Maybe it’s hipster contrarianism. Maybe you really are special. In any case, for better or worse, there’s that one game that everyone else seems to love that you can’t stand. Or, conversely, there’s that game that everyone else hates but that you can’t get enough of. Does this describe you? That’s this Friday’s question: Are you a dissenter? Do you disagree with popular (or friends, or the Indisputable BGG Top 100) opinion about a game? Tell us about it in the comments!
I realize @Futurewolfie might go crazy about this one, but I’m not a huge fan of Cosmic Encounter (gasp!). I don’t dispute that others are justified in their love for it (and I like it much better with the Cosmic Incursion expansion), but it just doesn’t deliver the goods for me. It feels too random and imbalanced for my tastes, and it’s hard to get a handle on what I’m supposed to do. I realize others will respond with “You need to read the other players,” blah, blah, blah. It’s just my dissenting opinion: it’s not for me. I’ll still play it, I just need space between the plays to cleanse my palate. More recently, I have a dissenting opinion on Quarriors, but I’ll save that for a forthcoming mini-review. Of course, on the other end, I love Canasta, which too often is derided as a game for old ladies. Clearly, those who say such things have never played in my household.
“Hipster contrarianism”? Well, I guess @FarmerLenny was a hipster before hipsters were cool, so he would know about that kind of thing. Anyways, I feel like “dissenter” is a strong term, unless we’re talking about dissenting against @FarmerLenny’s cruel tactics and ganging up on innocents whenever he can. I dissent against meanness.
I like to think that I mostly just dissent against things that are… you know… dumb. For example, when I tell people I like board games, they almost always ask, “You mean like monopoly and risk?” I didn’t even capitalize those names, I dissent against those games so much. I used to like Munchkin, but the last few times I’ve played it has kind of sucked for one person, so I’m starting to generally dissent against that game. It doesn’t help that they keep rehashing the same game over and over with different names. I also dissent against games that have better alternatives… for example, Werewolves. I mean who doesn’t love a game whose entire point is to vote who doesn’t get to play anymore? I realize that it supports a large number of people… but the more people, the longer the first guy has to wait. Play the Resistance, or if you have more than 10… play… I dunno… Caveman Telephone. Dissent!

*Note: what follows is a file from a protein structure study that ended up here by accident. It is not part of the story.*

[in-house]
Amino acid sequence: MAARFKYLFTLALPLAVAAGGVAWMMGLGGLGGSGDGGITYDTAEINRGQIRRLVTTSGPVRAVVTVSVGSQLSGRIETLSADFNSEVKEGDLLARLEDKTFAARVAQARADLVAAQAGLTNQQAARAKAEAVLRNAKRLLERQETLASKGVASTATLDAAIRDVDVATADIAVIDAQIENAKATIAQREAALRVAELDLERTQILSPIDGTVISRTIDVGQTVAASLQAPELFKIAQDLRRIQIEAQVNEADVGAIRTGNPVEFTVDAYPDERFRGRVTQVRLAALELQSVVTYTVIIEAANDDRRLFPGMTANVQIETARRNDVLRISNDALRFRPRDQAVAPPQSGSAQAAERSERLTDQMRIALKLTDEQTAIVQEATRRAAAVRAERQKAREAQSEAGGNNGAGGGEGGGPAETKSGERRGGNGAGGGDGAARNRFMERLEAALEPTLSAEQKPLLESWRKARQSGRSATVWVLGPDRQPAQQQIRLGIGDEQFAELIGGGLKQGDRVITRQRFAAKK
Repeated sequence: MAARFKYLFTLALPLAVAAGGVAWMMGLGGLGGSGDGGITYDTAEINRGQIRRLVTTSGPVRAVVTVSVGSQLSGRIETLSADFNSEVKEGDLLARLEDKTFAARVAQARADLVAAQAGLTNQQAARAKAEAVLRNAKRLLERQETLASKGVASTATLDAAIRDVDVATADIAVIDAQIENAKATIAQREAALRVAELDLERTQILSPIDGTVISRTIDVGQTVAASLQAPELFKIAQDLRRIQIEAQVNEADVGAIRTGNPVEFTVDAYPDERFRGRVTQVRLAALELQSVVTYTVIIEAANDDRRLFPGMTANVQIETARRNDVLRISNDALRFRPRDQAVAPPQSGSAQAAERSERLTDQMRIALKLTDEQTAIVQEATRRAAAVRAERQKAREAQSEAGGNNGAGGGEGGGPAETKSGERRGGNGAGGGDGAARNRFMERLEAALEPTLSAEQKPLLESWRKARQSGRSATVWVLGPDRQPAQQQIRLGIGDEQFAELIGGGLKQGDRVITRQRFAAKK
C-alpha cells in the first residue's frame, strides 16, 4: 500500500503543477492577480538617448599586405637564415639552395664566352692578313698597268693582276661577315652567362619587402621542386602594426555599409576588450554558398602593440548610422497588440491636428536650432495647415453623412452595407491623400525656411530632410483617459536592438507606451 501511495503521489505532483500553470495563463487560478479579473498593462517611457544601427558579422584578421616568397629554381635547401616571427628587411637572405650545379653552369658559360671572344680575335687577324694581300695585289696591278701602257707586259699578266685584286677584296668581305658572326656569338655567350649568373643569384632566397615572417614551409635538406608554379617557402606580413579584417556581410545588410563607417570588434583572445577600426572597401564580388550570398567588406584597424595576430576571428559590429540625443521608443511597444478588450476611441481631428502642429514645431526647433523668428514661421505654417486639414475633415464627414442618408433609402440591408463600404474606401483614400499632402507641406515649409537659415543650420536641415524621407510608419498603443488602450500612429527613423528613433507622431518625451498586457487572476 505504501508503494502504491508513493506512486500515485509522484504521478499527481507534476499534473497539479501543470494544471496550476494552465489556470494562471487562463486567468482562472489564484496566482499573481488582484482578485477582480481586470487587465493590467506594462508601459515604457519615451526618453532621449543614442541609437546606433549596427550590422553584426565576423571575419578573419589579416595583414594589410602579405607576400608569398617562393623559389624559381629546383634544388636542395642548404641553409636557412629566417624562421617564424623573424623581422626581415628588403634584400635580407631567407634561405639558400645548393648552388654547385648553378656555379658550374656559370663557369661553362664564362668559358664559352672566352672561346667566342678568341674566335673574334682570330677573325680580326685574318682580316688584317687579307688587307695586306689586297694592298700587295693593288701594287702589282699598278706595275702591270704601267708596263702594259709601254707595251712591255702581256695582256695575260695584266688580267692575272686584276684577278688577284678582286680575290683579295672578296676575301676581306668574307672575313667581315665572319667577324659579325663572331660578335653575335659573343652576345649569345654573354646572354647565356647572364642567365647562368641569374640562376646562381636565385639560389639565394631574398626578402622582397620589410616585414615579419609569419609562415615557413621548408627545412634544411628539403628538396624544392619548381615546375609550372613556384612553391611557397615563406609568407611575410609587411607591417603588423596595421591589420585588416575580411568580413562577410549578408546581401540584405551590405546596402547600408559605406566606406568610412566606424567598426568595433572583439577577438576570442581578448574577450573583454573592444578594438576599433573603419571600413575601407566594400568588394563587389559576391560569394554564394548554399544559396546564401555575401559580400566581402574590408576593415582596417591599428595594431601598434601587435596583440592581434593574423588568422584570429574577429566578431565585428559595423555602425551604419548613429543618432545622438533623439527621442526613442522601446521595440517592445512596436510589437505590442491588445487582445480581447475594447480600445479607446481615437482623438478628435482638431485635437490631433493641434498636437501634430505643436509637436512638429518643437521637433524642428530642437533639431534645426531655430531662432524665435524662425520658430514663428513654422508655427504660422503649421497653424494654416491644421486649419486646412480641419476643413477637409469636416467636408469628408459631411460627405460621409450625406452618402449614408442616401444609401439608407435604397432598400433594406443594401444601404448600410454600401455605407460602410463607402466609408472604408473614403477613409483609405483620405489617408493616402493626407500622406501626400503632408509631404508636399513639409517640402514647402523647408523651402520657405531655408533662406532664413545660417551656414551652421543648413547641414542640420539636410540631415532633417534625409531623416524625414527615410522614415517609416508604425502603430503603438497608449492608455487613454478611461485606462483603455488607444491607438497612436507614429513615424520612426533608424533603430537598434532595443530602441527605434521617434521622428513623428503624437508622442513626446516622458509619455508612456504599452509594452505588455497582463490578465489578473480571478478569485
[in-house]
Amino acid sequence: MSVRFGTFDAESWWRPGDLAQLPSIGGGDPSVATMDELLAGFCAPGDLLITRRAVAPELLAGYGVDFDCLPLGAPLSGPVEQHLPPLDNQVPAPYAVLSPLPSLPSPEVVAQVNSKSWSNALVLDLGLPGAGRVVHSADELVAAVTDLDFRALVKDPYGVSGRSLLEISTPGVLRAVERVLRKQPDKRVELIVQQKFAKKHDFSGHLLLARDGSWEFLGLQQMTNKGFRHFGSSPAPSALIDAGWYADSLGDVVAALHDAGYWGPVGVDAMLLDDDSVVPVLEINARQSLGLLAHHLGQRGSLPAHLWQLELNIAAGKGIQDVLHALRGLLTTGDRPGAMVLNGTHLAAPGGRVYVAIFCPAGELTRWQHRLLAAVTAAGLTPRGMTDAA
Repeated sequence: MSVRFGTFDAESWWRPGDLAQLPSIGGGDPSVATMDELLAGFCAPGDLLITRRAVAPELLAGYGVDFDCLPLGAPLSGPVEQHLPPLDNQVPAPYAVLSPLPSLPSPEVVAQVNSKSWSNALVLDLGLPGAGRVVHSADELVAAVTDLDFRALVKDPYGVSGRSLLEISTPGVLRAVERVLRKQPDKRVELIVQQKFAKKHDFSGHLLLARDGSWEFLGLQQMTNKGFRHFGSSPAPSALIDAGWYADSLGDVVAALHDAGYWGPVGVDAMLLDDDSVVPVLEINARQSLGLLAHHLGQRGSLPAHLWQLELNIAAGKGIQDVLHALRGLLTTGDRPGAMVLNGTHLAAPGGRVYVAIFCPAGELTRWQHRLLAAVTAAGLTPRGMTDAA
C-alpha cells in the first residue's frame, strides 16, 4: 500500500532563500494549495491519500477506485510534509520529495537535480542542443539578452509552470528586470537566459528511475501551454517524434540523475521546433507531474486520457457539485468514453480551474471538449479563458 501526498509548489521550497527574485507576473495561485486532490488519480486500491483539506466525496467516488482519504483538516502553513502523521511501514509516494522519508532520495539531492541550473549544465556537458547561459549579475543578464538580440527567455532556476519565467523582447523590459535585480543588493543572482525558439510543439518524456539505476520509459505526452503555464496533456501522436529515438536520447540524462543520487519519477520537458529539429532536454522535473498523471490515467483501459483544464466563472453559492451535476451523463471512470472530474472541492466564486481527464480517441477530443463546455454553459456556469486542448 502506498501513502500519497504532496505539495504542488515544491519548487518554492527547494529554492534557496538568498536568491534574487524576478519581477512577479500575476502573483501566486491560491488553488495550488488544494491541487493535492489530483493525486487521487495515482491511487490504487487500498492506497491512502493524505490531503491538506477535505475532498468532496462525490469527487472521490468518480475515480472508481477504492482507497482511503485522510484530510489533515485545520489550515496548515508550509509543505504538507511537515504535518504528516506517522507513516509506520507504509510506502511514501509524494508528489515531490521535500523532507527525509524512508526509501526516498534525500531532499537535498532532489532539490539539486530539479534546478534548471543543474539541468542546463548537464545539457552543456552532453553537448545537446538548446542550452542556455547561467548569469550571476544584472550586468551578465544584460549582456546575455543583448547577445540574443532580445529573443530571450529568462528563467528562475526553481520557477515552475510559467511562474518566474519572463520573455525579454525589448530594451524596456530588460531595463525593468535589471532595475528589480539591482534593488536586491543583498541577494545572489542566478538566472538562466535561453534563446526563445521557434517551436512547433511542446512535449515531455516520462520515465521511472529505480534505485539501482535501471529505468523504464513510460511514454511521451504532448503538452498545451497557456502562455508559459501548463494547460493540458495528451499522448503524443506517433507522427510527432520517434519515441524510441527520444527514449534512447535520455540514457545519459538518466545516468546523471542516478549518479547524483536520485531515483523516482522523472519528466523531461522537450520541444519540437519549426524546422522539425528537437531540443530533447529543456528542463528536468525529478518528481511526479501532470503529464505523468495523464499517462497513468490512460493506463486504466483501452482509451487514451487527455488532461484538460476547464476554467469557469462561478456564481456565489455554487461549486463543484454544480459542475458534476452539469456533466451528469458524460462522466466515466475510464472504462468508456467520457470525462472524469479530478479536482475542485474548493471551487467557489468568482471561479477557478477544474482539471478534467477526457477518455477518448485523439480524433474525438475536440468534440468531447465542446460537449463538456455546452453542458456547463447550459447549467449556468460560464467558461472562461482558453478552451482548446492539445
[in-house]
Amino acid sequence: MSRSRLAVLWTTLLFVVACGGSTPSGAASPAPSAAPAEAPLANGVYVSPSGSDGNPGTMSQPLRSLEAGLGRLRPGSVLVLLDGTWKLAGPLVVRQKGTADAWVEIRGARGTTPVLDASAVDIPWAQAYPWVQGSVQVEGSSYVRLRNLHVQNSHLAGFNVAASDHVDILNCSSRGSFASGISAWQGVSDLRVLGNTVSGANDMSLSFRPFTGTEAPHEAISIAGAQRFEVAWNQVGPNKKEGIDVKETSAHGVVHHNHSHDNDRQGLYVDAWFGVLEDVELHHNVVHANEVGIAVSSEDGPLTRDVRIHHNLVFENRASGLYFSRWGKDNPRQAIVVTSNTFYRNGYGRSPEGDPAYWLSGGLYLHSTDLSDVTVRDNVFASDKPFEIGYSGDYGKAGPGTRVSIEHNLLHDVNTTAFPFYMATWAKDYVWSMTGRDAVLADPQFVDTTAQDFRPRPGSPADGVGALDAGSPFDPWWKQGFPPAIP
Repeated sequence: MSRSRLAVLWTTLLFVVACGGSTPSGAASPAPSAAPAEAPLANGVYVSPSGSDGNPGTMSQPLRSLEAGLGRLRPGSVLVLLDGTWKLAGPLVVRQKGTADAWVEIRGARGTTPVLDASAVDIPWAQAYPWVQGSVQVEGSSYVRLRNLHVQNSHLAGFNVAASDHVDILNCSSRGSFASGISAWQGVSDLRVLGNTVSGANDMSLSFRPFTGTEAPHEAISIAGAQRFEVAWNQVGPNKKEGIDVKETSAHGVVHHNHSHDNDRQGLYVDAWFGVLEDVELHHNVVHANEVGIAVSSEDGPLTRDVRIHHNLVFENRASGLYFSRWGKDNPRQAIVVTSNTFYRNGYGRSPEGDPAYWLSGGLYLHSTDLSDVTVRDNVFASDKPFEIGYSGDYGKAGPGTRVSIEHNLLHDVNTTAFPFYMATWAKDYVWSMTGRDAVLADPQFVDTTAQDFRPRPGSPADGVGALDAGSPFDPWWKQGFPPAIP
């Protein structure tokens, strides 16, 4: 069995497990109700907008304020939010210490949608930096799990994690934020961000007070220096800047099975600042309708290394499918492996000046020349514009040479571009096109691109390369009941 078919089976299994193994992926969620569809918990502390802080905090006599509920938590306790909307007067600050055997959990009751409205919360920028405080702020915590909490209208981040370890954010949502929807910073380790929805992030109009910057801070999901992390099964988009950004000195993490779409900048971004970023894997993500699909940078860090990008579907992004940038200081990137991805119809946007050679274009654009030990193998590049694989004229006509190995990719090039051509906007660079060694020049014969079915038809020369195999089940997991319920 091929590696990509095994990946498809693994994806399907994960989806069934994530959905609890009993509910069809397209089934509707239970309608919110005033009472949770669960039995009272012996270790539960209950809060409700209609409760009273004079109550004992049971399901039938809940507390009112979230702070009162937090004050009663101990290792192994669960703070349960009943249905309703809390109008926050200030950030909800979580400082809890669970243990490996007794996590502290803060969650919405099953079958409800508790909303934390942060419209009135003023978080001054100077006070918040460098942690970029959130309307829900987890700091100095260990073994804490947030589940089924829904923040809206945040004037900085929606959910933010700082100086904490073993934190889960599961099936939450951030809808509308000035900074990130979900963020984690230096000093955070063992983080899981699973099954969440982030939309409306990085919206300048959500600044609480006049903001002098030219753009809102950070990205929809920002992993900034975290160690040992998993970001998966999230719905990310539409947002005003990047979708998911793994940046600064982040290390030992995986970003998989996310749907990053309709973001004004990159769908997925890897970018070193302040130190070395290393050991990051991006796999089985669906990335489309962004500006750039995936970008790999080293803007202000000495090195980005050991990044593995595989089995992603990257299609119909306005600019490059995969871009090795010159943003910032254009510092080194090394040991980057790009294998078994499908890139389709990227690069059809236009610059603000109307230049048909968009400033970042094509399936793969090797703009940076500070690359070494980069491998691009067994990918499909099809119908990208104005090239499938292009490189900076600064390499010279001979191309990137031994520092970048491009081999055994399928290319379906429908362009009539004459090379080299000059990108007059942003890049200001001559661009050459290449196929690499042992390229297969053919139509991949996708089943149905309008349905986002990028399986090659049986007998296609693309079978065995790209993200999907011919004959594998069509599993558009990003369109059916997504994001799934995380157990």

For the record… I am a little crazy about @Farmerlenny’s rejection of Cosmic Encounter. That’s pretty much the best game ever. At least, it’s my favorite game. (Although Ascending Empires, you are a hot contender. Hot!)
Do you dare dissent against games that people love?
To set the record straight after @Futurewolfie’s ruthless maligning:
1) I am not a hipster. (I realize this is what hipsters say, but non-hipsters say it, too. And I’m not saying it with irony or disdain.)
2) I do not use cruel tactics.
3) I don’t gang up on innocents. (@Futurewolfie is not innocent, and thus does not fall in that category.)
I know you mostly talk about board games on here, but I can’t help but throw in my two cents about any game using a traditional deck of playing cards. I missed hours of game play in college because I refused and still to this day refuse to learn how to play Euchre, and every other spin off weird named game.
@Adam, card game comments are welcome, too!
I’m a Euchre dissenter as well, but I didn’t want to come off curmudgeonly above. I think Rook and Pinochle are much better (though Pinochle would fall under your disfavor as well since it uses regular playing cards).
1) Euchre, Rook and Pinochle are all good games. Euchre has it’s place – like when you don’t have pen & paper to keep score
2) I’m not a Cosmic Encounter fan, either. I think it’s ok, but I don’t really go out of my way to play it.
I’ll go the other way. I really like Piece o’ cake, but my group really turns up its collective nose at it. I think the simple gameplay belies a very engaging and interactive experience. It definitely works best with five players, though.